The truth about 2012 polls
By Douglas E. Schoen
In the 2012 race for the White House President Obama is ahead, but the polls are misleading.
It seems that each new poll brings good news for Obama. He’s up six points nationally according to the latest Bloomberg numbers. Gallup’s weekly tracker has the president up six as well. And it looks like crucial swing states are going for Obama in a big way: the latest Quinnipiac poll gives Obama a nine point edge in Florida, a 10 point advantage in Ohio and a 12 point lead in Pennsylvania.
To be sure, Obama is ahead in this race. But by how much has become a serious point of contention and one that deserves further examination.
Republicans and Democrats alike have honed in on the fact that recent media polls are oversampling Democrats. Indeed, we have seen many polls that are heavily skewed. There was the Washington Post/ABC poll that had a +9 Democrat skew in late August. There was the Marquette poll for Wisconsin from two weeks ago with a D+8 sample. And the newest swing state poll from Quinnipiac gave Obama a spread between Democrats and Republicans that was even greater than the historic Democrat advantage in 2008, a seven point spread between voters identifying themselves as Democrats or Republicans at 39 percent to 32 percent, in each state they polled.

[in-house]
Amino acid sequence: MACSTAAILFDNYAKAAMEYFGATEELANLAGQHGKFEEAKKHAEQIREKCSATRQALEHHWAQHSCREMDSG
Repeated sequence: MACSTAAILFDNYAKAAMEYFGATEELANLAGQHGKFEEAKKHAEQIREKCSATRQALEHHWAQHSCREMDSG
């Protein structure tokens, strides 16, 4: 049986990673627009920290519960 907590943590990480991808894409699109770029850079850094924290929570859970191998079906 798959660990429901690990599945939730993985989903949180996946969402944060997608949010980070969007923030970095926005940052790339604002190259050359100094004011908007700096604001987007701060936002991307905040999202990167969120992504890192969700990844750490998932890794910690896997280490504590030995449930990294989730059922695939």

In a recent interview, Romney pollster Neil Newhouse made the argument that these mainstream polls are skewed in favor of Obama. “I don’t think [the polls] reflect the composition of what 2012 is going to look like,” he said.
In order to address this, some conservative outlets have taken matters into their own hands. One website, www.unskewedpolls.com, has begun reweighting mainstream polls to more closely track the demographic assumptions that the conservative leaning Rasmussem Reports uses. The results have been staggering: the re-weighted polls all put Romney ahead of Obama with margins of between 3 and 11 points. If one looks at the Real Clear Politics average Obama is currently up four percent over Romney. But according to UnSkewedPolls.com, Romney has a 7.8 percent edge on Obama.